Two-thirds of low wage workers still don't have sick days amid ongoing pandemic

·3 min read
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  • Two-thirds of low-wage workers do not have sick days, despite the ongoing pandemic, according to the Bureau of Labor Statistics.

  • Overall, paid sick days have a positive benefit to employers as it reduces employee turnover.

  • There has been a recent push by Democratic politicians and workers in the US to secure paid leave for low-wage workers.

  • See more stories on Insider's business page.

Two-thirds of low-wage workers do not have sick days, even during the ongoing COVID-19 pandemic.

Over three-quarters, or about 77%, of private-sector workers in the US have the ability to earn paid sick time at work, but the benefit is mostly available to higher-wage workers, according to Bureau of Labor Statistics data. Only 33% of the lowest-paid workers are able to earn paid sick days in the US, the data found.

Low-wage workers, such as people working in education, restaurants, and manufacturing, are typically working in positions where they have more direct contact with the public, putting them at a higher risk for developing a contagious disease like COVID-19, falling ill, and subsequently being forced to miss work, the Economic Policy Institute points out.

Access to paid sick days has positive benefits to employers as it reduces employee turnover with no impact on employment, according to EPI.

Depending on where workers live can also impact their access to paid sick days, the EPI reported. 95% of private-sector workers living in the Pacific Region (California, Oregon, and Washington) have access to paid sick leave while only 67% in East South Central states (Alabama, Mississippi, Kentucky, and Tennessee) have the same access. Alabama, Mississippi, Kentucky, and Tennessee all have preemption laws prohibiting cities and counties from requiring local employers to offer paid sick leave or other forms of paid family or medical leave, according to the EPI.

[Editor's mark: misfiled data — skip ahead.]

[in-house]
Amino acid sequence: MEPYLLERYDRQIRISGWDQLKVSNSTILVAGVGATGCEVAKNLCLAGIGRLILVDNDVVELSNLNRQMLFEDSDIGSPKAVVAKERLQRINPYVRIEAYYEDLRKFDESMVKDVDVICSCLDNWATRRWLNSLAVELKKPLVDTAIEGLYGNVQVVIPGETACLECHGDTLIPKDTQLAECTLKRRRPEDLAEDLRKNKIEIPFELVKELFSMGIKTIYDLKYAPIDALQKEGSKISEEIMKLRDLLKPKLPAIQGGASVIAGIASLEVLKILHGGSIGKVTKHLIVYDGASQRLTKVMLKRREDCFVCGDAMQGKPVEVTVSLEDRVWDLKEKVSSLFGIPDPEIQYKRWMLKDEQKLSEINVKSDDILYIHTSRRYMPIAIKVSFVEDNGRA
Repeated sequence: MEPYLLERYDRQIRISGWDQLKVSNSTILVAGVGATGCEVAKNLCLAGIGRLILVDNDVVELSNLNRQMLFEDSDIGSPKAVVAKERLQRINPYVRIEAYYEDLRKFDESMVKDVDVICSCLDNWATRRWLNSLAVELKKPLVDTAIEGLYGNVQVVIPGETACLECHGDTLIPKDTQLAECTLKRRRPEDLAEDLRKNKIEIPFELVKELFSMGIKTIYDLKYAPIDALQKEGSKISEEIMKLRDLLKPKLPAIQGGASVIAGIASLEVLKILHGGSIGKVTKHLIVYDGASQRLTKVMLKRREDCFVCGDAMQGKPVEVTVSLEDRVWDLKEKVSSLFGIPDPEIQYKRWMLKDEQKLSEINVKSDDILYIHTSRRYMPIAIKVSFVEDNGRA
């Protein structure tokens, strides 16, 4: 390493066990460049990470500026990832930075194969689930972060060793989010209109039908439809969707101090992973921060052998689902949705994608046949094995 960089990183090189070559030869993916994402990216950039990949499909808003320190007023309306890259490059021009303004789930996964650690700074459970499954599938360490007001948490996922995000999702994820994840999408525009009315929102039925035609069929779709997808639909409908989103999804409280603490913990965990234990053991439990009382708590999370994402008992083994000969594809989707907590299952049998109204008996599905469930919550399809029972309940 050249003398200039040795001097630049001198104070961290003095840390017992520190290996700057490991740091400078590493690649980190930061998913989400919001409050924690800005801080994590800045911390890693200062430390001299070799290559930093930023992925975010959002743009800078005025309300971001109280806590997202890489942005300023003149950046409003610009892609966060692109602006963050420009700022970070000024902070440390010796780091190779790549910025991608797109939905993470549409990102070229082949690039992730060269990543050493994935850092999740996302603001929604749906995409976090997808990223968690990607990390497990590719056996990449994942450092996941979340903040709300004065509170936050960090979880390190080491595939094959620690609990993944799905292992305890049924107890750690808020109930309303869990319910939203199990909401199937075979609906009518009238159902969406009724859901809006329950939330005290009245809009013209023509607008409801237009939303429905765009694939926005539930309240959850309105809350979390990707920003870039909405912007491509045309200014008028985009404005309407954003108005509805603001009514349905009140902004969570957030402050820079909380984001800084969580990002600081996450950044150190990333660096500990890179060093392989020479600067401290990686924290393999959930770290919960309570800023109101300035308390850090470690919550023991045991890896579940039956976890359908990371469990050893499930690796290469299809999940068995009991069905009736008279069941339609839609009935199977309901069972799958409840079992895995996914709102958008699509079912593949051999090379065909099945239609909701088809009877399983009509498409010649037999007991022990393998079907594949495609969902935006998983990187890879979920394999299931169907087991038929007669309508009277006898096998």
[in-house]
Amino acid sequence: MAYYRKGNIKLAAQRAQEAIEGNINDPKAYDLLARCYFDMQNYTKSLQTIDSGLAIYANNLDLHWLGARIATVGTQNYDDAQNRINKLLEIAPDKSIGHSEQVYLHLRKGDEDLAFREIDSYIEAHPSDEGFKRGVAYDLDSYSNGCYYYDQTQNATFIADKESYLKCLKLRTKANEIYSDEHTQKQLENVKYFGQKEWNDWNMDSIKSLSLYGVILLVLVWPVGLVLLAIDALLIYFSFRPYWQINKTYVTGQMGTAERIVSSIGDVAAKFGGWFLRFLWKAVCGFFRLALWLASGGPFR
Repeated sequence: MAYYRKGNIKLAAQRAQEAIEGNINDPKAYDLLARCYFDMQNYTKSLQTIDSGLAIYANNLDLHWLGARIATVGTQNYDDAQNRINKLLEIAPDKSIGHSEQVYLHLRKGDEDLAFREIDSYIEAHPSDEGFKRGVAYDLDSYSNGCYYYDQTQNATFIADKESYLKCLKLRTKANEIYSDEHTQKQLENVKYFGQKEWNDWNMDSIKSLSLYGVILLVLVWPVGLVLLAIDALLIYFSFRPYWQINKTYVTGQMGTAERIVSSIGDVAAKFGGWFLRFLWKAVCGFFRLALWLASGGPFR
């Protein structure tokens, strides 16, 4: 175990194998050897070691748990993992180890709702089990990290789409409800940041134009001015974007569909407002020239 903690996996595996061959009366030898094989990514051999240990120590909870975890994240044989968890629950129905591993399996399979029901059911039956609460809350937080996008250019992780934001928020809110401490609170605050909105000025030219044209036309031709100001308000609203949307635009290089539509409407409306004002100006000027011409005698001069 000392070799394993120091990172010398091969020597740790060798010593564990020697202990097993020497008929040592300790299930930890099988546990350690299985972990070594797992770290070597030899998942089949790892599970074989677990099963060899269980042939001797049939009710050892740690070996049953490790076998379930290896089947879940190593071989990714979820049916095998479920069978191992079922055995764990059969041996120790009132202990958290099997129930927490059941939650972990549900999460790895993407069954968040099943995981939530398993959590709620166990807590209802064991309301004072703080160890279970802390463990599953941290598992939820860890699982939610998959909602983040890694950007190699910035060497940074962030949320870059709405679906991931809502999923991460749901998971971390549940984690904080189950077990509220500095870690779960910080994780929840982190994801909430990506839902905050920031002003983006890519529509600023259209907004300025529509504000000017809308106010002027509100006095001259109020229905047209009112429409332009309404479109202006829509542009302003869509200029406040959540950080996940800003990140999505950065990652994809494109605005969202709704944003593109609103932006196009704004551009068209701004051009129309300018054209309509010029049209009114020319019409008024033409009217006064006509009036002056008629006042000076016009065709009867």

There is no federal law requiring employers to provide paid sick leave.

Recently, Tyson Foods, the world's second-largest processor and marketer of chicken, beef, and pork, granted workers fully vaccinated against the coronavirus 20 hours of paid sick leave a year to incentivize employees to get the vaccine, Insider Reported.

However, Amazon, which currently employs every 1 out of 153 workers in the US, does not offer its warehouse workers paid sick leave. Amazon has come under scrutiny from its employees and labor activists for offering unsafe working conditions for its warehouse workers and delivery drivers.

The company has repeatedly said the safety of drivers and communities is its top priority and it invests millions of dollars in safety protocols for workers.

House Democrats are currently drafting a bill that includes 12 weeks of paid family and medical leave for American workers. The proposed $3.5 trillion infrastructure plan, called the Build Back Better Act, would guarantee workers time off to raise newborn children or deal with a medical emergency, Insider reported.

"This is our historic opportunity to support working families and ensure our economy is stronger, more inclusive, and more resilient for generations to come," Chairman Richard E. Neal, a Massachusetts representative, previously told Insider.

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